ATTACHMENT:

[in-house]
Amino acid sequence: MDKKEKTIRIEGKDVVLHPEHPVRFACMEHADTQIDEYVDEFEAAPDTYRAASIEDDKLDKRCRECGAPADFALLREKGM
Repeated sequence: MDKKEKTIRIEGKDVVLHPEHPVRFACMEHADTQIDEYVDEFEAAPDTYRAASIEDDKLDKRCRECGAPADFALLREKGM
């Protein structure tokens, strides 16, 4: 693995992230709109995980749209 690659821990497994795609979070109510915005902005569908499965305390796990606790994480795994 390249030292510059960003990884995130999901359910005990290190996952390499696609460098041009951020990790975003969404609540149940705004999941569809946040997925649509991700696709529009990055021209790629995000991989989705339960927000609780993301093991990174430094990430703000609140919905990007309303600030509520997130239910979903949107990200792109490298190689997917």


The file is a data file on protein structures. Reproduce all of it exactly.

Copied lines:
[in-house]
Amino acid sequence: MDKKEKTIRIEGKDVVLHPEHPVRFACMEHADTQIDEYVDEFEAAPDTYRAASIEDDKLDKRCRECGAPADFALLREKGM
Repeated sequence: MDKKEKTIRIEGKDVVLHPEHPVRFACMEHADTQIDEYVDEFEAAPDTYRAASIEDDKLDKRCRECGAPADFALLREKGM
């Protein structure tokens, strides 16, 4: 693995992230709109995980749209 690659821990497994795609979070109510915005902005569908499965305390796990606790994480795994 390249030292510059960003990884995130999901359910005990290190996952390499696609460098041009951020990790975003969404609540149940705004999941569809946040997925649509991700696709529009990055021209790629995000991989989705339960927000609780993301093991990174430094990430703000609140919905990007309303600030509520997130239910979903949107990200792109490298190689997917």